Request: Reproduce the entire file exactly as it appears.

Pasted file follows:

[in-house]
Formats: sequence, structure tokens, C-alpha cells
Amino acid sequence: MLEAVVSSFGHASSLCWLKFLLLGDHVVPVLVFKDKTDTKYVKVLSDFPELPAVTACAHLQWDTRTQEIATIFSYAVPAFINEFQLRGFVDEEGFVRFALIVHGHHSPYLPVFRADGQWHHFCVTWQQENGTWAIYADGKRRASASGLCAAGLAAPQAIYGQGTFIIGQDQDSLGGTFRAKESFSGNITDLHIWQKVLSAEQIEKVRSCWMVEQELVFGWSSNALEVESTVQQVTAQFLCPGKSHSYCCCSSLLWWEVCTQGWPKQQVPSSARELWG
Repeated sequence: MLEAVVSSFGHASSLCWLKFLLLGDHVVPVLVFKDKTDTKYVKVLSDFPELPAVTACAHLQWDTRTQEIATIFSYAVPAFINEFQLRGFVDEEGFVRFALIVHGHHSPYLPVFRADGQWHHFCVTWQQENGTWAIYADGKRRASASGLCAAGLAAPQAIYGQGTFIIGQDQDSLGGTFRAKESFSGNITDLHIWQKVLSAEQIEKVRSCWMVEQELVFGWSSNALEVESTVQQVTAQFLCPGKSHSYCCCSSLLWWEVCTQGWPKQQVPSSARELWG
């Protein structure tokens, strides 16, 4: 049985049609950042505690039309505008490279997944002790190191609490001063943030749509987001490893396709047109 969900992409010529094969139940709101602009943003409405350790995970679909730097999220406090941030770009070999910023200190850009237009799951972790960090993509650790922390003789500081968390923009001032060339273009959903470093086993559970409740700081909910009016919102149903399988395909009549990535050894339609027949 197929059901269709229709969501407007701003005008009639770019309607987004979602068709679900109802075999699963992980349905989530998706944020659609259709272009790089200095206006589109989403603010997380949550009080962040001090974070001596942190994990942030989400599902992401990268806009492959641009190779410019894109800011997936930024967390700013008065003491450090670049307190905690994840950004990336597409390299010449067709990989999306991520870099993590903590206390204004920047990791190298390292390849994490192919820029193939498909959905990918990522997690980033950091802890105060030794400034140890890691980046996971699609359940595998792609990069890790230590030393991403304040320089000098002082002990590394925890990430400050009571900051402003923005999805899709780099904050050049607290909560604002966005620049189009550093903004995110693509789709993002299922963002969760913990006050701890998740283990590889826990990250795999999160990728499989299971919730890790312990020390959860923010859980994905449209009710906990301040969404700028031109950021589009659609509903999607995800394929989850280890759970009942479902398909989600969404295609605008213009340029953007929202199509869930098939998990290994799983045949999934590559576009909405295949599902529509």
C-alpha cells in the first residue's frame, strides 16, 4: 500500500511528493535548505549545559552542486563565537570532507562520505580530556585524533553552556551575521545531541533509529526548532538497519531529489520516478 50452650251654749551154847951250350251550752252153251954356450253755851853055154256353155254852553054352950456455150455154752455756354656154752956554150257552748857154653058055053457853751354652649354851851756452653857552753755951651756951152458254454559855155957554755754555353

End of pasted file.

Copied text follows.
[in-house]
Formats: sequence, structure tokens, C-alpha cells
Amino acid sequence: MLEAVVSSFGHASSLCWLKFLLLGDHVVPVLVFKDKTDTKYVKVLSDFPELPAVTACAHLQWDTRTQEIATIFSYAVPAFINEFQLRGFVDEEGFVRFALIVHGHHSPYLPVFRADGQWHHFCVTWQQENGTWAIYADGKRRASASGLCAAGLAAPQAIYGQGTFIIGQDQDSLGGTFRAKESFSGNITDLHIWQKVLSAEQIEKVRSCWMVEQELVFGWSSNALEVESTVQQVTAQFLCPGKSHSYCCCSSLLWWEVCTQGWPKQQVPSSARELWG
Repeated sequence: MLEAVVSSFGHASSLCWLKFLLLGDHVVPVLVFKDKTDTKYVKVLSDFPELPAVTACAHLQWDTRTQEIATIFSYAVPAFINEFQLRGFVDEEGFVRFALIVHGHHSPYLPVFRADGQWHHFCVTWQQENGTWAIYADGKRRASASGLCAAGLAAPQAIYGQGTFIIGQDQDSLGGTFRAKESFSGNITDLHIWQKVLSAEQIEKVRSCWMVEQELVFGWSSNALEVESTVQQVTAQFLCPGKSHSYCCCSSLLWWEVCTQGWPKQQVPSSARELWG
């Protein structure tokens, strides 16, 4: 049985049609950042505690039309505008490279997944002790190191609490001063943030749509987001490893396709047109 969900992409010529094969139940709101602009943003409405350790995970679909730097999220406090941030770009070999910023200190850009237009799951972790960090993509650790922390003789500081968390923009001032060339273009959903470093086993559970409740700081909910009016919102149903399988395909009549990535050894339609027949 197929059901269709229709969501407007701003005008009639770019309607987004979602068709679900109802075999699963992980349905989530998706944020659609259709272009790089200095206006589109989403603010997380949550009080962040001090974070001596942190994990942030989400599902992401990268806009492959641009190779410019894109800011997936930024967390700013008065003491450090670049307190905690994840950004990336597409390299010449067709990989999306991520870099993590903590206390204004920047990791190298390292390849994490192919820029193939498909959905990918990522997690980033950091802890105060030794400034140890890691980046996971699609359940595998792609990069890790230590030393991403304040320089000098002082002990590394925890990430400050009571900051402003923005999805899709780099904050050049607290909560604002966005620049189009550093903004995110693509789709993002299922963002969760913990006050701890998740283990590889826990990250795999999160990728499989299971919730890790312990020390959860923010859980994905449209009710906990301040969404700028031109950021589009659609509903999607995800394929989850280890759970009942479902398909989600969404295609605008213009340029953007929202199509869930098939998990290994799983045949999934590559576009909405295949599902529509």
C-alpha cells in the first residue's frame, strides 16, 4: 500500500511528493535548505549545559552542486563565537570532507562520505580530556585524533553552556551575521545531541533509529526548532538497519531529489520516478 50452650251654749551154847951250350251550752252153251954356450253755851853055154256353155254852553054352950456455150455154752455756354656154752956554150257552748857154653058055053457853751354652649354851851756452653857552753755951651756951152458254454559855155957554755754555353